In Rose’s view, students may not have the same structure of resources (read “nuclear family unit”) but that doesn’t mean that other members of the community (read “willing male role models”) should be prevented from stepping in to help provide.  The only issue in question involves the nature of Mr. Martin’s business in securing funds, which he did mostly through gambling. In Jalen’s estimation, however, this was an illegitimate way to help fund a legitimate cause. And it provided the basic template for how Jalen would spend the rest of his post-basketball life.

Having been helped by so many kind older male role models, Jalen has developed a passion for giving back to the community – especially one that is so disadvantaged relative to the rest of American life – Detroit.  In 2011, he started the Jalen Rose Leadership Academy in Detroit, Michigan with an ambitious goal of an 85% graduation rate for a class of students who are generally reading at a 5th grade level upon entering 9th grade.

With this vision in mind, Rose stops writing his autobiography for a moment and begins to preach to his peers in the sports and entertainment industry. The extended quote is worth the read:

“[Professional Athletes] today set up foundations and charities, and they give away a ton of money. But the truth is that way too few guys actually have their heart in it. They might write a check, but they don’t pay attention to where it actually goes and where it could have the most impact. (Which means it might be going to some sham foundation, or some place that doesn’t really know what it’s doing.) The players show up at charity events because they have to, and they leave as soon as they can. If they’re getting their minutes and their money, they don’t pay attention to anyone else—not the fifteenth man on the bench, and certainly not those who are impacted when the government shuts down or there’s a natural disaster.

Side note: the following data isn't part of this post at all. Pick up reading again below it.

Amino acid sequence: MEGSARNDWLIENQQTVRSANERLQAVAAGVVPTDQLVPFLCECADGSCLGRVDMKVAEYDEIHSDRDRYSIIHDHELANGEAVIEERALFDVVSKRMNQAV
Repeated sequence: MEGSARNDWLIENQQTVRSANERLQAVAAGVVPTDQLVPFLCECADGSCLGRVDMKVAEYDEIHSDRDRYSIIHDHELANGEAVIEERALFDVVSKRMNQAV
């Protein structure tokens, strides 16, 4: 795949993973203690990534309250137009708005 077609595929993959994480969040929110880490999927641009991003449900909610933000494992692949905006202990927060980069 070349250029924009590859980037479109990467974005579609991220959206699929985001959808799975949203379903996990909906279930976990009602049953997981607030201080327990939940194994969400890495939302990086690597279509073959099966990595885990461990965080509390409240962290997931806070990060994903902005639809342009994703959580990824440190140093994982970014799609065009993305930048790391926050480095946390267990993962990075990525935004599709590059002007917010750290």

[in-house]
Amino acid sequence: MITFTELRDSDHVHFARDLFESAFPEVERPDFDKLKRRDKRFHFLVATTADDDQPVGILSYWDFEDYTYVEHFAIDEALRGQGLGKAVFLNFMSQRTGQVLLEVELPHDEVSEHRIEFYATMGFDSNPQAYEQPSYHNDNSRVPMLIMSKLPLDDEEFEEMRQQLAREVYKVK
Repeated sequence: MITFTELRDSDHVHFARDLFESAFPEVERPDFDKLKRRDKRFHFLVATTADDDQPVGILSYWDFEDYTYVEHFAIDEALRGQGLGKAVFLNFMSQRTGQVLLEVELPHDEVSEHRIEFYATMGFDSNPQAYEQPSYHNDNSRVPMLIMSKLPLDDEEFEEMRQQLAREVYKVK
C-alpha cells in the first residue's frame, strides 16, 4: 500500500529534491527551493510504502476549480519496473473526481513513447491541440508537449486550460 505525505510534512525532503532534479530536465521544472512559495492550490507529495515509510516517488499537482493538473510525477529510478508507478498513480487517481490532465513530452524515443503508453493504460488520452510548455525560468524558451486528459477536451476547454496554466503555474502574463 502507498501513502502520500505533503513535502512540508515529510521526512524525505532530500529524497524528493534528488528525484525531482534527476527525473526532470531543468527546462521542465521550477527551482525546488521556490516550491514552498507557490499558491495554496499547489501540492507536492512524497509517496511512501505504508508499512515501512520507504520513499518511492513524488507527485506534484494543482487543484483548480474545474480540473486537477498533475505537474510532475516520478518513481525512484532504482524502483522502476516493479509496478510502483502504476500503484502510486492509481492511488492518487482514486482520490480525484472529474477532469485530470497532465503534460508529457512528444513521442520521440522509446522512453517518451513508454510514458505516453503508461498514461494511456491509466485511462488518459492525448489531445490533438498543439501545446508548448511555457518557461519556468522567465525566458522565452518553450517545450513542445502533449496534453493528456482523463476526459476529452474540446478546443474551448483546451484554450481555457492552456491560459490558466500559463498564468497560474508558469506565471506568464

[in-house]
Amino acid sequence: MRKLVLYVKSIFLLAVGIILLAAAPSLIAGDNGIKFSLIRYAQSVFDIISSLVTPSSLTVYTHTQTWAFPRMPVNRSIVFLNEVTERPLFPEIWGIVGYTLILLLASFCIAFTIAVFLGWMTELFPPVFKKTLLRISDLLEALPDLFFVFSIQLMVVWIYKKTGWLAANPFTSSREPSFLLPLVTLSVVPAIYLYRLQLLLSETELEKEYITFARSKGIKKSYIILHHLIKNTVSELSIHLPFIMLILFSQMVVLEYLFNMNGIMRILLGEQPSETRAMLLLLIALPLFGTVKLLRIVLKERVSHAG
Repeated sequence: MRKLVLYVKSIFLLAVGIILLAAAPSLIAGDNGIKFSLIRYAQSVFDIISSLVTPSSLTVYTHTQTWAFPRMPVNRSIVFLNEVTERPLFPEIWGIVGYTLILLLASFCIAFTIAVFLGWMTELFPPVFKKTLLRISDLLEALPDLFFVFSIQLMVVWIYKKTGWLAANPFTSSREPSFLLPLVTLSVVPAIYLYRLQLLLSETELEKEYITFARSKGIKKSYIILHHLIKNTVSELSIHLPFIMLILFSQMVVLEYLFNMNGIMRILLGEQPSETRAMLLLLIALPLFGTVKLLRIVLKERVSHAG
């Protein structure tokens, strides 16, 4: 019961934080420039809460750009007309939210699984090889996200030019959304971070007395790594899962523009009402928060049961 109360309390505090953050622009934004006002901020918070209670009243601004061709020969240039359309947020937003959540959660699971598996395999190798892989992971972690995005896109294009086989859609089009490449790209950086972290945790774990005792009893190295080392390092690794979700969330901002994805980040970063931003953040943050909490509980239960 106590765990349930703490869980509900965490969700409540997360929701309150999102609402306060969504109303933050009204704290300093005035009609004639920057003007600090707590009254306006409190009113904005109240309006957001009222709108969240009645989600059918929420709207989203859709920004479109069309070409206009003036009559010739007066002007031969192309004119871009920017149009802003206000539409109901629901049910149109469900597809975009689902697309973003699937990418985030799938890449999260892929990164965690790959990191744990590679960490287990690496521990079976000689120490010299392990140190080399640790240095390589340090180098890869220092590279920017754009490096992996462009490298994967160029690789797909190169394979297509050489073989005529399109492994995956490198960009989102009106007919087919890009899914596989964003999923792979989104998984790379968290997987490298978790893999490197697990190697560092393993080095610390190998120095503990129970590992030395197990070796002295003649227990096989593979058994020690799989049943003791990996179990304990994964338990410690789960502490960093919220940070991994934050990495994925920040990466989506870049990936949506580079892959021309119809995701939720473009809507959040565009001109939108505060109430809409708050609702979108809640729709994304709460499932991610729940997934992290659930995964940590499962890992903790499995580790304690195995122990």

We’ve got to be better than that—a lot better. So many players come from places that need help. Yes, change starts with money. If an athlete finds a cause, he’s going to pour money into it. But also if he cares, he’s going to bring attention to the issue, he’s going to get others involved, and that’s going to bring more money in, and round and round we go.

So how do we get there? We can’t force athletes to give money away or to adopt a cause. We need to go back a step and do something even simpler: we need to find a way to get players to pay attention more. They have to look up and listen to what’s going on around them, what’s happening to their family members, what’s happening to their friends back in the hood” (p. 247).